Send your idea into orbit with the Canadian Science Challenge!

Ever wondered how something would work without gravity in space? Turn your idea into the winning experiment astronaut Chris Hadfield will perform in orbit as part of the Canadian Science Challenge!

Canadian Astronaut, Chris Hadfield. Image courtesy of the Canadian Space Agency.

The Canadian Space Agency has issued the challenge to both school teams and individual students to design and submit an experiment by December 31, for Canadian astronaut Chris Hadfield to perform as part of his six-month mission on the International Space Station. Chris will call the student or school team from space to discuss the winning experiment which will also be streamed live on the Internet to the whole world!

The only limit on the experiment is it has to use things that are already on board the Space Station like socks, dental floss, scissors, bottles of shampoo, water or even food like mustard. See everything that's available for experiments at the Space Agency's list of items for the Challenge. You can also get a better feel for what life is like in the weightlessness of the Space Station by watching these videos - International Space Station Tour and Food Aboard the International Space Station.

Everyone knows things behave differently in the zero gravity of space. So start imagining how something might work and put your question or idea to the test. To make sure you or your school’s idea is on track, check out the Challenge’s Rules and Eligibility.

The 10 best submissions from across Canada will be selected by a panel of astronauts and scientists. Videos of the top 10 finalists will then be posted on the Canadian Space Agency’s YouTube channel during the last two weeks of January. Canadians will be invited to vote for their favorite with the winner announced in February.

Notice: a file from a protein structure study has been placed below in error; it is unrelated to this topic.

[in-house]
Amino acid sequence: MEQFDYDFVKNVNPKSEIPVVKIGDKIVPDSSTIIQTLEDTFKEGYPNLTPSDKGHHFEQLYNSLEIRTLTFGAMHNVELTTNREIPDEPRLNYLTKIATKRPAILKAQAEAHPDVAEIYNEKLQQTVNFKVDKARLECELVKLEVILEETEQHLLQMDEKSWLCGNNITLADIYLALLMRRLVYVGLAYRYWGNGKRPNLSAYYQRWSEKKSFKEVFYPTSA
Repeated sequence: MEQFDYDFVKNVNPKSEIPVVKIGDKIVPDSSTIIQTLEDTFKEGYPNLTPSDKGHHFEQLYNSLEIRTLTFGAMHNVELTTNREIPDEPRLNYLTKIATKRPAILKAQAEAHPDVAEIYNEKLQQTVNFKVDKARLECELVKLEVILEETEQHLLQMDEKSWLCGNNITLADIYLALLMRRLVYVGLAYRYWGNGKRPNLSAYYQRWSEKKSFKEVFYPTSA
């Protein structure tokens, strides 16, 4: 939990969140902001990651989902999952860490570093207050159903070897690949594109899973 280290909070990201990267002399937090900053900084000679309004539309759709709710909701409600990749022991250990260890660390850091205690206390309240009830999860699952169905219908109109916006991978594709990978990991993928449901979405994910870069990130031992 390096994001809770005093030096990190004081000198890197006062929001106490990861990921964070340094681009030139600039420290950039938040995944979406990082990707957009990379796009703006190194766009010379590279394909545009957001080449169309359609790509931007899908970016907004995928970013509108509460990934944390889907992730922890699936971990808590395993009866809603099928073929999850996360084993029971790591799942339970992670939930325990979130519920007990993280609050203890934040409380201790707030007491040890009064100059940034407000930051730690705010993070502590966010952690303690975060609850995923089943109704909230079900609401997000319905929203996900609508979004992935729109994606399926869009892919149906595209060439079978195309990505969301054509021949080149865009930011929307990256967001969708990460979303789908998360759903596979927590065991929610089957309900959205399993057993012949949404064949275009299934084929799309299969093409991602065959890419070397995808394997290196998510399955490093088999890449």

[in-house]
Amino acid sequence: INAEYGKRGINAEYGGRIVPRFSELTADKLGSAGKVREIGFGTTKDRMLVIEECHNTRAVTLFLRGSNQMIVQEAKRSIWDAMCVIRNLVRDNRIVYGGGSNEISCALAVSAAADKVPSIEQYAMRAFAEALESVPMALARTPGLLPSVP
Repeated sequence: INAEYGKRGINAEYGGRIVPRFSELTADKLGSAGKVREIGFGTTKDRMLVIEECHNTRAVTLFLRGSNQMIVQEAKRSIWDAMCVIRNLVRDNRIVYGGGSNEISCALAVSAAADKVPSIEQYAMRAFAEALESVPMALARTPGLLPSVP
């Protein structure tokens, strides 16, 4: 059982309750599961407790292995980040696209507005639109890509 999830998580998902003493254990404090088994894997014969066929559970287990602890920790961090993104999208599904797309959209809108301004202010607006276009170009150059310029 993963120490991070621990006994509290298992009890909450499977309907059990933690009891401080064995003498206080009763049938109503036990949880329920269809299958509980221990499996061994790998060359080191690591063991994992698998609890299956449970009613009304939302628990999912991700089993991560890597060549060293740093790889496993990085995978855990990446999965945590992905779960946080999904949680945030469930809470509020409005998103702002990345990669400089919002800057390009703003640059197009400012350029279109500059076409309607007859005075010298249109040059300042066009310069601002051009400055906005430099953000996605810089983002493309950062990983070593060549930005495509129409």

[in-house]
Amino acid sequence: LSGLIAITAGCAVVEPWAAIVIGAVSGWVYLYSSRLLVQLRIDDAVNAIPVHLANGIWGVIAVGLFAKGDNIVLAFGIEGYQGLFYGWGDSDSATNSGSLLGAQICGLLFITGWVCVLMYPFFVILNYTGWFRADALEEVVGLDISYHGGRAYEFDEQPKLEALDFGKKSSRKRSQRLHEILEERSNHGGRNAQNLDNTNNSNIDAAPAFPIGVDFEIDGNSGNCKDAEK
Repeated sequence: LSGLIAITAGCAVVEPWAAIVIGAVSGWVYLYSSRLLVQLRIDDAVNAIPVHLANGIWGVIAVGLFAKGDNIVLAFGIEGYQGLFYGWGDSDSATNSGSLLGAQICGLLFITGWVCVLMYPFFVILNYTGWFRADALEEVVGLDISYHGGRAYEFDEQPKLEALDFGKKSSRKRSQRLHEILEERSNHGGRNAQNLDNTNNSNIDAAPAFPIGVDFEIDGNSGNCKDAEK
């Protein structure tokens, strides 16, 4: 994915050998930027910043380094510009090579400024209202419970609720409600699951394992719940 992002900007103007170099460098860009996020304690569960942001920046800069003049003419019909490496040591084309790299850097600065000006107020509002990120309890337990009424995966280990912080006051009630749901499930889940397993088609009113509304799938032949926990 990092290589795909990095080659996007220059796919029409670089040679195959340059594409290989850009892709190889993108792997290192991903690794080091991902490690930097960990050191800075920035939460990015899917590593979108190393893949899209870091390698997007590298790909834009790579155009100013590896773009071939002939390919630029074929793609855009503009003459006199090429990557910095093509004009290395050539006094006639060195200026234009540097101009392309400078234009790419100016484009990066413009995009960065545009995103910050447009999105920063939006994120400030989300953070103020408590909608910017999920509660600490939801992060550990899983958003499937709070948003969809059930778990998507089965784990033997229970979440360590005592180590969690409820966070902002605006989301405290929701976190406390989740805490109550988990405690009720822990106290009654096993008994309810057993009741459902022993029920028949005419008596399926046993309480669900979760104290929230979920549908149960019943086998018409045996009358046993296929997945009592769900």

Careers in Space

Even though the space shuttle missions have stopped after 30 years, careers related to space are just as exciting as ever. Read about Canada’s contribution to NASA’s Curiosity robotic land rover which is currently searching Mars for signs that life may have existed there in the past..

Read CareerMash profiles that can lead to space careers through related fields like - Electronics Engineer, ElectronicsTechnician and Robotics Engineer.

Specific university programs related to space include York University’s Bachelor of Space Science program. York also offers a Bachelor of Space Engineering with an option for supervised work terms in the space or communications industry. York’s professors have been directly involved with many Canadian and international space missions.

The University of Toronto has an Institute of Aerospace Studies within its Faculty of Science and Applied Engineering. Programs include robotics, space systems design and spacecraft dynamics and control.

To get you in the mood for “space,” watch the video below of astronaut Chris Hadfield explaining how he is training for his upcoming mission to the Space Station.

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